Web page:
TAIPEI A tender for Taiwanese chip maker ProMOS Technologies Inc's idled fabrication plant will be reopened next month after the deadline for an initial sale attempt passed without bids, a semi-government body said, as interest from foreign firms raised hopes a deal could be done.
The tender for the 12-inch wafer fab at ProMOS, which like Taiwan's other small producers of DRAM memory chips has been hit hard by falling prices and high capital spending costs, received no bid documents by Thursday's deadline, the Taiwan Financial Asset Service Corp (TFASC) said.
The semi-governmental body, which was in charge of the auction on behalf of the creditors, said the T$19.5 billion ($660 million) base price for the assets will not be changed when the tender reopens on December 12.
Taiwan Semiconductor Manufacturing Co, United Microelectronics Corp and Global Foundries, owned by an Abu Dhabi state fund, had been interested in buying the assets, sources close to the situation have said.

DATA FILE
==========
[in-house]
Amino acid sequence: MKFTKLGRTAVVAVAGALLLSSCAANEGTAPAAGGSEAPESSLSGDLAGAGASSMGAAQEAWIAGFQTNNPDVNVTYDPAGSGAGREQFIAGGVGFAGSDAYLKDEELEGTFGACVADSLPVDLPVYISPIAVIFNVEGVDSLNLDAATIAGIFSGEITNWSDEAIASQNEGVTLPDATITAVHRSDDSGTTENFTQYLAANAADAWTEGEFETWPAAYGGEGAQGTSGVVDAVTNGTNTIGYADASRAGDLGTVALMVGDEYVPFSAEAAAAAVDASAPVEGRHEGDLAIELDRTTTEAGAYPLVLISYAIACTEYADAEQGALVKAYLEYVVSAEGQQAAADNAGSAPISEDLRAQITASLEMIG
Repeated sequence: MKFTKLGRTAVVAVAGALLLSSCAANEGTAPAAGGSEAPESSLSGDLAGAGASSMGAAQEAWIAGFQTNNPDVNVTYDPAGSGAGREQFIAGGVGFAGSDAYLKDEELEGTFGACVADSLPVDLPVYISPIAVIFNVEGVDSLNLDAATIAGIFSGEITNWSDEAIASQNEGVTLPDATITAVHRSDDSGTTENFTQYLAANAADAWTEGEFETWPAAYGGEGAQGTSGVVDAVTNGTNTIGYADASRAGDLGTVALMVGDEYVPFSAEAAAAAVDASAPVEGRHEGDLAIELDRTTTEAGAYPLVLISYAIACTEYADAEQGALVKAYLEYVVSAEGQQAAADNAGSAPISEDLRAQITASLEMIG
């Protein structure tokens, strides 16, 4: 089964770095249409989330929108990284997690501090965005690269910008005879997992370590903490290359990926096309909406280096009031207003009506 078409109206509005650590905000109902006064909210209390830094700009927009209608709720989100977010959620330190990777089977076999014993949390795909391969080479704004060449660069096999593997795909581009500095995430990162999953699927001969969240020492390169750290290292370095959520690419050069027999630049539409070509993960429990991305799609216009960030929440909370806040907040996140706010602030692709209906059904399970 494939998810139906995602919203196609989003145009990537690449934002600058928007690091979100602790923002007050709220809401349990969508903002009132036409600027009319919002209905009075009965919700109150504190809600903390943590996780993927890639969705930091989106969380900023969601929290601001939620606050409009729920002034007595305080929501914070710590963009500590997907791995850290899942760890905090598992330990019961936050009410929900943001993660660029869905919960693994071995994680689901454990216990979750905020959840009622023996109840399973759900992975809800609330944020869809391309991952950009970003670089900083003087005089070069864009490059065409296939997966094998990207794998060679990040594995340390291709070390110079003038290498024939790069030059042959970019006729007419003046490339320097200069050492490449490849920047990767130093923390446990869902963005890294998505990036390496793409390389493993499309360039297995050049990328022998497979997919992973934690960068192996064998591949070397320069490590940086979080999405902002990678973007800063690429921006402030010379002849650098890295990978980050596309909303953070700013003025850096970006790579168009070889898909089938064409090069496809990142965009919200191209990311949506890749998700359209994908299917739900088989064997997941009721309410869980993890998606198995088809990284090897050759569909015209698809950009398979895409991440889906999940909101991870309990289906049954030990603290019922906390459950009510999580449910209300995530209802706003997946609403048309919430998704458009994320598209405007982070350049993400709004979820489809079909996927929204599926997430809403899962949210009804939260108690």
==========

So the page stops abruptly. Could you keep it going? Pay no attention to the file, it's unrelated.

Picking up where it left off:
The creditors are hoping that, when the bid reopens in two weeks, two foreign companies that had visited the 12-inch wafer plant will have had sufficient time to prepare bidding documents, Lu Dong-ying, who was speaking on behalf of creditors, told reporters on Thursday. Lu declined to name the two companies.
ProMOS, which delisted its shares from the Taipei stock exchange in March, has $1.9 billion in debt and halted production last year.
Many producers of DRAM chips, a market dominated globally by South Korea's Samsung Electronics Co Ltd and SK Hynix Inc, are struggling as falling prices and huge investments to stay competitive saddle them with massive losses.
Demand for personal computers, the primary user of DRAM chips, has also been hammered as consumers switch to smartphones and tablets.
Several DRAM producers have been forced to seek financial help or tie-ups that would boost scale, or have moved into higher-value semiconductors.
The chief executive of Micron Technology Inc, which is losing money, said he expected to complete the acquisition of failed Japanese memory chipmaker Elpida Memory Inc in the first half of next year.
(Writing by Faith Hung; Editing by Edmund Klamann)